A glazier apprentices at the Finishing Trades Institute of B.C. in Surrey. Glazier is one of the most in-demand trades. (Photo: BC Building Trades)

A glazier apprentices at the Finishing Trades Institute of B.C. in Surrey. Glazier is one of the most in-demand trades. (Photo: BC Building Trades)

Trades education

College of BC Building Trades opens its (virtual) doors as hub for B.C. schools

‘One-stop shop to learn about career opportunities in the unionized construction industry’

EDITOR’S NOTE: This story was first published April 21 in the Surrey Now-Leader’s 16-page special section on education in the trades. Click here to see the full e-edition.

–––

By David Hogben, Contributor

A career in the skilled trades is just a click away, thanks to the new College of the B.C. Building Trades.

The college is actually a virtual hub and online-learning module for more than 15 trade-specific schools across B.C.

The schools and campus are the union trades trainers of the B.C. Building Trades, which represents tradespeople ranging from electricians and heavy equipment operators to pile drivers, carpenters, bricklayers and sheet metal workers.

Rather than browsing endlessly on different websites, prospective students can find all the information they need at collegeofthebcbt.ca. They can listen to student testimonials, watch videos of tradespeople working, learn about eligibility requirements, check out salary and job prospects, take practice tests and connect directly with their school of choice to register.

Tuition at most schools is low- to no-cost, and students are also eligible for bursaries and scholarships along the way.

“This is a one-stop shop to learn about career opportunities in the unionized construction industry, get connected to learning resources to support them in their pre-apprenticeship, join a union and get access to resources to help them through their apprenticeship program,” said Kyle Downie, CEO of SkillPlan, which developed the college’s learning management system.

The site features a section called Explore Our Trades, where prospective tradespeople can learn about the many opportunities that exist with unions in the construction trades.

SEE ALSO: B.C. mandatory trades certification ‘phased in’ starting this year

“This is an area where people can click on and learn about the variety of careers that they can have,” Downie said.

“They can learn about, for example, a career as an electrician or a carpenter, or a crane operator. Then they can go deeper into this page to watch videos, learn about the projected growth for career opportunities, how much money they will be making, the key skills and attributes they will need, the requirements to enter the trade, and so forth.”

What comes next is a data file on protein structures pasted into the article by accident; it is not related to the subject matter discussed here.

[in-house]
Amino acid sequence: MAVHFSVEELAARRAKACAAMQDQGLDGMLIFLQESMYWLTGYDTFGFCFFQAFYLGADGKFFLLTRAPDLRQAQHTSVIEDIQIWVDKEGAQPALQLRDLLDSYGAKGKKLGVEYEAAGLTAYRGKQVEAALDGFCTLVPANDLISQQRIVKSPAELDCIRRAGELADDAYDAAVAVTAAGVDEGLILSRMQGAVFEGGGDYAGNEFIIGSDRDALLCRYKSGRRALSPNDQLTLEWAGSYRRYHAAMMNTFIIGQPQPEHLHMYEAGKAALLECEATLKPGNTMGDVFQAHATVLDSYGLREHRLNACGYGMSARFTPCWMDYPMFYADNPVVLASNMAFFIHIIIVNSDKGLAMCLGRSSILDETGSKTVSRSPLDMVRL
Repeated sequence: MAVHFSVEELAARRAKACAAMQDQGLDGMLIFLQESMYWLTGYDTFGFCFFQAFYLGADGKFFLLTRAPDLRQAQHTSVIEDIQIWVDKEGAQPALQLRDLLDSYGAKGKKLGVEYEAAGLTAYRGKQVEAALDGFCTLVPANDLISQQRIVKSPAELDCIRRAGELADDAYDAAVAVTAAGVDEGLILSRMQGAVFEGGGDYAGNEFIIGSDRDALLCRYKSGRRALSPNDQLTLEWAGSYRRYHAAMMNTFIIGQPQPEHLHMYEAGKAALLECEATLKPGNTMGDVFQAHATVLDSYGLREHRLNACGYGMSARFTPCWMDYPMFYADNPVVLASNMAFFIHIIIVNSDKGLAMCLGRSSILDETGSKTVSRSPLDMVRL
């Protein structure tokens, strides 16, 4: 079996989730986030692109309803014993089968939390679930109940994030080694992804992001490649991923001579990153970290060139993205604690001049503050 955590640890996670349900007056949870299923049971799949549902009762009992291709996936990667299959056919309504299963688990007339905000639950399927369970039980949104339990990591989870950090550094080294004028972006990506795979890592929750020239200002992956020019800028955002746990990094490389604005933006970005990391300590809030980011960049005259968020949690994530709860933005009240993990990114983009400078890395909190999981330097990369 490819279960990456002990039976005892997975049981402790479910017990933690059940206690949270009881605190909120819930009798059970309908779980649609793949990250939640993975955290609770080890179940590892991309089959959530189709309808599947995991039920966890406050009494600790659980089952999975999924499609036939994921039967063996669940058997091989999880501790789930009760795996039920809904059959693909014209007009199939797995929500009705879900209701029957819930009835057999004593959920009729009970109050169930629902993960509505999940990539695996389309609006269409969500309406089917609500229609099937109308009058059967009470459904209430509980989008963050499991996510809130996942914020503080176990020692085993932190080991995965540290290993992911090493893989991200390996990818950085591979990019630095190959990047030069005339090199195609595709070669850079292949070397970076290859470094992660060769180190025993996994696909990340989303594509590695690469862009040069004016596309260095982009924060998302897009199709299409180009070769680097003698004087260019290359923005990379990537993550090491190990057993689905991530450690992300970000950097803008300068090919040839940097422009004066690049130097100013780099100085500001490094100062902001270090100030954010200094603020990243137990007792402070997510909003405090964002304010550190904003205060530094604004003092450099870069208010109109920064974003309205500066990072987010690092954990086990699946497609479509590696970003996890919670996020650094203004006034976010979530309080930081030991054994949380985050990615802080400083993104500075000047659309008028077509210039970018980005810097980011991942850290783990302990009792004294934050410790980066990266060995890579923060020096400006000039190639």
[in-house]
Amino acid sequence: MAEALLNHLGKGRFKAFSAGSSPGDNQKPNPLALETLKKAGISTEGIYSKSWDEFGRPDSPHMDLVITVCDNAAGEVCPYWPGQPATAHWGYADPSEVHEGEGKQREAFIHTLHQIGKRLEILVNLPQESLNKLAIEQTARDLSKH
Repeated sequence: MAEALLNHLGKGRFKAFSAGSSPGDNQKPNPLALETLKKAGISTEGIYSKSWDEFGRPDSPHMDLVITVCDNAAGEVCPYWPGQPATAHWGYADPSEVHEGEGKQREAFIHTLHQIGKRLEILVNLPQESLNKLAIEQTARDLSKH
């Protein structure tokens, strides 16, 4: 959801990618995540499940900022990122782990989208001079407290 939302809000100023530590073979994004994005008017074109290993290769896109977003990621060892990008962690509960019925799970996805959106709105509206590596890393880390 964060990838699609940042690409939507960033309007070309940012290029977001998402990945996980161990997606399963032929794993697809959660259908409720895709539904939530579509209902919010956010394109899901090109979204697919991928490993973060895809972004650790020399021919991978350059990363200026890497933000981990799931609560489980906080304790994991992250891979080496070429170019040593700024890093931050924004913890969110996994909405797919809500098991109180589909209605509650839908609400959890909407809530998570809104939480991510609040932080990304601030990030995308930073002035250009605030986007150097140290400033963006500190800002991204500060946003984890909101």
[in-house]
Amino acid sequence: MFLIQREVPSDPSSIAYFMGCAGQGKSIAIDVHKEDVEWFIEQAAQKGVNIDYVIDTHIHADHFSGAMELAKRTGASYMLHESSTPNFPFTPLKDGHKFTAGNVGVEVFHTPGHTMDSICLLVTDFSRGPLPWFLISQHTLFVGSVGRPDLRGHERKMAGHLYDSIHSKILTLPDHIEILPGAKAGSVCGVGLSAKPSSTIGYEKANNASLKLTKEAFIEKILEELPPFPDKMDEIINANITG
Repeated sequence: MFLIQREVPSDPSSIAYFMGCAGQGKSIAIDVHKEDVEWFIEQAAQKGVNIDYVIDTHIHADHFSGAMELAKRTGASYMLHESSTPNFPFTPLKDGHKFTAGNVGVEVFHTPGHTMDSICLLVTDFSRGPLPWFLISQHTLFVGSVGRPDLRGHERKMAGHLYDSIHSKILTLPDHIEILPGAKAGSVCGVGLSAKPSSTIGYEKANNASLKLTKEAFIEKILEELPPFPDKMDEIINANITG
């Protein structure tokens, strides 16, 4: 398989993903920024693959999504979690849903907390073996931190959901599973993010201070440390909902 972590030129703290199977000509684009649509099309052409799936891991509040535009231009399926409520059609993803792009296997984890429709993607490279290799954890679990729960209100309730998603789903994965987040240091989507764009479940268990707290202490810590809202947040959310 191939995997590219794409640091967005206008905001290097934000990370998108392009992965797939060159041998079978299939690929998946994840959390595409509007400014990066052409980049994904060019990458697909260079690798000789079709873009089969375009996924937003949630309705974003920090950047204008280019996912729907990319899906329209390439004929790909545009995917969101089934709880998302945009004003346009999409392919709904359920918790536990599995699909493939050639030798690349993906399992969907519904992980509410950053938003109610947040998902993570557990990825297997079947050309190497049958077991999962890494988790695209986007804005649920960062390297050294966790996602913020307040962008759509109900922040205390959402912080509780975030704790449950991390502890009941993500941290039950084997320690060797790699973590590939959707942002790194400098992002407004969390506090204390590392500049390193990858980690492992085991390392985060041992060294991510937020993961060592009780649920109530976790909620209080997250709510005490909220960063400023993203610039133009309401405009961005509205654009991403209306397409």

A lot of young people have trouble getting information about the trades from teachers and career counsellors, said Downie, partly because many in the education system don’t fully understand what careers are available, what qualifications are necessary and what wages and benefits they can expect.

“So, they can go to the Explore Our Trades section to learn about all these opportunities,” Downie said.

Then, they can make informed decisions about the trade they might want to pursue.

“From there, you can click on the Build Your Skills section, which takes you to the learning centre where there are all different learning tools to help support you in figuring out if you have the aptitude you need, then gain the skills needed to get into that particular trade.”

A lot of potential tradespeople won’t have all the education they need to immediately launch a career. For example, they might need to make up some courses, such as math, reading or science. The site then shows them how they can get their missing prerequisites.

“From there, they can actually find resources that are trade-specific to help address those gaps,” Downie said.

Video tutorials are also available to help students through areas of challenge. More than 2,000 tutorial videos are being created that students can access to support them on their journey.

“Eventually you will be able to watch a video of an instructor teaching trigonometry, for example. You will be able to learn that concept and do practice exercises,” explained Downie.

The journey continues even after a student has started an apprenticeship program as they can continue to come back to this learning centre for access to apprenticeship-specific tutoring resources to help them get through challenging areas in technical training.

Click here to learn more online.



edit@surreynowleader.com

Like us on Facebook Follow us on Instagram and follow us on Twitter

skilled trades

We are experiencing technical difficulties with our commenting platform and hope to be up and running again soon. In the meantime, you can still send us your thoughts on Facebook or Twitter, or submit a letter to the editor.